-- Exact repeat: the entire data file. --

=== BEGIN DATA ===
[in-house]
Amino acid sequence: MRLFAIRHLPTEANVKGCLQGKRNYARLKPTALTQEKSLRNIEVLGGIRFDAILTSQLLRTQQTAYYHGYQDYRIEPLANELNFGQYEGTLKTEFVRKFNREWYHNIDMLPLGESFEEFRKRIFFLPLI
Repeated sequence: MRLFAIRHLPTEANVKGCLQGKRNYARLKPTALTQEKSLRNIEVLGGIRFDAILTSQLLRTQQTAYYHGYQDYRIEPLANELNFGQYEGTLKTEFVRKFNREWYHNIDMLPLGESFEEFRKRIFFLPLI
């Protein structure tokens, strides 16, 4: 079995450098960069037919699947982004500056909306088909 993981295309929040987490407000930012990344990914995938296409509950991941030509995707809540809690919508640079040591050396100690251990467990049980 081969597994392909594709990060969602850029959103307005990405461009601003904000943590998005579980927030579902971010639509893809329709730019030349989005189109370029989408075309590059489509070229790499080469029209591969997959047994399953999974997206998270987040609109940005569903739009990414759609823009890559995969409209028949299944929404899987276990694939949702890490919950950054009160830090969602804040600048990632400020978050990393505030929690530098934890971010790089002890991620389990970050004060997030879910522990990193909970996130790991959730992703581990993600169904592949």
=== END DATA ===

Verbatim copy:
[in-house]
Amino acid sequence: MRLFAIRHLPTEANVKGCLQGKRNYARLKPTALTQEKSLRNIEVLGGIRFDAILTSQLLRTQQTAYYHGYQDYRIEPLANELNFGQYEGTLKTEFVRKFNREWYHNIDMLPLGESFEEFRKRIFFLPLI
Repeated sequence: MRLFAIRHLPTEANVKGCLQGKRNYARLKPTALTQEKSLRNIEVLGGIRFDAILTSQLLRTQQTAYYHGYQDYRIEPLANELNFGQYEGTLKTEFVRKFNREWYHNIDMLPLGESFEEFRKRIFFLPLI
């Protein structure tokens, strides 16, 4: 079995450098960069037919699947982004500056909306088909 993981295309929040987490407000930012990344990914995938296409509950991941030509995707809540809690919508640079040591050396100690251990467990049980 081969597994392909594709990060969602850029959103307005990405461009601003904000943590998005579980927030579902971010639509893809329709730019030349989005189109370029989408075309590059489509070229790499080469029209591969997959047994399953999974997206998270987040609109940005569903739009990414759609823009890559995969409209028949299944929404899987276990694939949702890490919950950054009160830090969602804040600048990632400020978050990393505030929690530098934890971010790089002890991620389990970050004060997030879910522990990193909970996130790991959730992703581990993600169904592949």